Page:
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Bubbles, “Ball 5” mean A&M baseball is back

Susan "Sue" Owen '94 February 19, 2017 5:03 PM updated: February 17, 2023 3:13 PM

When Aggie baseball's in swing, it's time for bubbles and “Ball 5”!

Here’s a guide to some of the most iconic Texas A&M baseball traditions (thanks in part to TexAgs threads like this).

Two A&M players started this tradition, and it bubbled up to the stands. Now, cascades of bubbles fill the ballpark when the Aggies score a run. Back in 2015, infielder Patrick McLendon '15 bought a small plastic bubble machine and set it running in the dugout as part of a running joke with pitcher Corbin Martin '18 (the Eagle recorded the full story here). Initially a celebration of home runs, it’s expanded to runs and other achievements. Fans all over the stands bring their own bubble machines. And the ballpark's "guest services" window even offers bubble refills.

“Ball 5… Ball 6… Ball 7…”
When an opposing pitcher throws four balls and walks an Aggie to first base, the fans start predicting what he’s going to throw next: “Ball 5… Ball 5… Ball 5…” with an arm-chop gesture extending five fingers. If the next pitch is indeed a ball, up the crowd goes to “Ball 6....” and onwards. There’s evidence to show this successfully gets into a pitcher’s head. It’s not clear what the highest count ever has been, but we know it has gotten as high as "Ball 12" (2017 video).

Since the early 1980s, when an Aggie pitcher strikes out a batter, a clip from the opening of the old TV show “The Rifleman” plays — usually with fans singsonging “It makes you feel so good!” Texas A&M Athletics has the full story here.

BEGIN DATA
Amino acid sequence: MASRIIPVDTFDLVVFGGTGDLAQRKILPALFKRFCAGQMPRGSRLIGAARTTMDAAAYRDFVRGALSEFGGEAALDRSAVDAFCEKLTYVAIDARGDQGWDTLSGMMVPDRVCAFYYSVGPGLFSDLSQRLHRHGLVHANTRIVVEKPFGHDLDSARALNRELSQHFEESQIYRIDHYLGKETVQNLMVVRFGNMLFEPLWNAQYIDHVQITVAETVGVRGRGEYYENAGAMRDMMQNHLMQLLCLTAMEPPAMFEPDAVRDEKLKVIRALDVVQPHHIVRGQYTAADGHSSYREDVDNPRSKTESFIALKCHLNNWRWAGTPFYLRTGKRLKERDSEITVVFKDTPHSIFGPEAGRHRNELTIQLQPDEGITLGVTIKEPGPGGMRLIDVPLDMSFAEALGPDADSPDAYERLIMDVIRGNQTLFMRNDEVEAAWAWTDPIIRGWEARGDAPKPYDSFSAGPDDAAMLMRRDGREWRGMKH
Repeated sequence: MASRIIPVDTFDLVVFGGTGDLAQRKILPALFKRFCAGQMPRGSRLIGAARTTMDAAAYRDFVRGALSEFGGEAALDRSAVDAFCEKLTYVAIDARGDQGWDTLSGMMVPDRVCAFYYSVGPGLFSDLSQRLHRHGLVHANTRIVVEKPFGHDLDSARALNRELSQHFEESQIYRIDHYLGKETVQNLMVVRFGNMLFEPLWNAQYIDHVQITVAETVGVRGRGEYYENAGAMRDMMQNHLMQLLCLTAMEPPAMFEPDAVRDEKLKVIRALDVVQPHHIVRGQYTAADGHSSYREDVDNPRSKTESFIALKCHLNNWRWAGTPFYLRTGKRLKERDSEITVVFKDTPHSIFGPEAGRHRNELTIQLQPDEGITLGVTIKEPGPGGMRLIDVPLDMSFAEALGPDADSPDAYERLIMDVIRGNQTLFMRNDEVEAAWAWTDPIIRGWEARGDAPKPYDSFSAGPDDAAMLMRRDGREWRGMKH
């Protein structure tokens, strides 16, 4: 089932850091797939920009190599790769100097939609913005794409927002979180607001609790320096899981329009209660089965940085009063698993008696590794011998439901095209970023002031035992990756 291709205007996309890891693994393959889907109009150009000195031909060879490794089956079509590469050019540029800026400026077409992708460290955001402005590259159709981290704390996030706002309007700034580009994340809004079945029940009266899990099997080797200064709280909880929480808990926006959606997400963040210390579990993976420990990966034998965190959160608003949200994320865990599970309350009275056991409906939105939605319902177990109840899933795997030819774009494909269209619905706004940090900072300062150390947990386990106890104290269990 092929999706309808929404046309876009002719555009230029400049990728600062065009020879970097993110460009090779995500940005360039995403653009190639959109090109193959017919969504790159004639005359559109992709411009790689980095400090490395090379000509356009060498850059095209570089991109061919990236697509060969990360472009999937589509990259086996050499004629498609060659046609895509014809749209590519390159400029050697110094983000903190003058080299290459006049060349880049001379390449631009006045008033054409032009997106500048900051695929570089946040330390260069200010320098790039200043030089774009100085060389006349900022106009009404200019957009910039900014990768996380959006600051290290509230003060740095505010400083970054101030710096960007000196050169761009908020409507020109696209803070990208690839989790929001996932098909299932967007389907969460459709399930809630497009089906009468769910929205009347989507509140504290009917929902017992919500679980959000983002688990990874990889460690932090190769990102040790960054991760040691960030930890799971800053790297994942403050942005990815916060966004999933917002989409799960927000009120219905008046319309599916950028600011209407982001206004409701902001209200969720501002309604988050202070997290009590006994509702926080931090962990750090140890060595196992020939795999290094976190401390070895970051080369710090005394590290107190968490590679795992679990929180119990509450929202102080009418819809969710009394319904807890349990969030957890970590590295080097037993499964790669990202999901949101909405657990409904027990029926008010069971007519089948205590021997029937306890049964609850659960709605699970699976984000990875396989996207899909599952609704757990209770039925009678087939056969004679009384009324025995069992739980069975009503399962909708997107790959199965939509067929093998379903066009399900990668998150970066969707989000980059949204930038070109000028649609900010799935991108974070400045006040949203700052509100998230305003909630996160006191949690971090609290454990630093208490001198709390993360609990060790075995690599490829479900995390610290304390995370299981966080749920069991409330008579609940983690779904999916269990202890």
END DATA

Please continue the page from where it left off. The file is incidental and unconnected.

Betting on the engines
With a railroad running along the right-field wall, trains are a frequent feature of games in College Station. Fans hear the whistle of an approaching train and hold up fingers to bet on how many locomotives it will have. (There’s no prize other than the glory of being right.) Sometimes a train will whistle “Hullabaloo caneck caneck” at the fans. Whoop!

“Jaws” theme
If the Aggies have runners on base threatening to score, you may hear this menacing theme. The students in Section 203 (and elsewhere) may accompany this with shark-chomp gestures. Overall, the music and effects played by the PA announcer add a lot to the Blue Bell Park experience. Find a list of the traditional favorites compiled by Sanden Stewart '07 here. And tip your cap to longtime Aggie baseball PA announcer Rick Hill '87, who built a terrific following over decades before he retired in January 2023.

Yelling opposing pitcher’s name
Fans will singsong the opposing pitcher’s first name at him to put on pressure, as well as after the PA plays the “Charge!” bugle call.

“Walk is cheaper”
If a big hitter for the Aggies comes up to the plate with runners in scoring position, the fans may suggest to the opposing pitcher that he’d be better off intentionally walking the batter than letting him bat in the runners.

Coaching instructions
The fans will encourage the first-base coach to “Get in the box!,” urge a coach talking to a player to “Touch his butt!,” and, when a coach goes to the mound to talk with his pitcher, argue both sides of the case by alternating calls of “Take him out!” and “Leave him in!”


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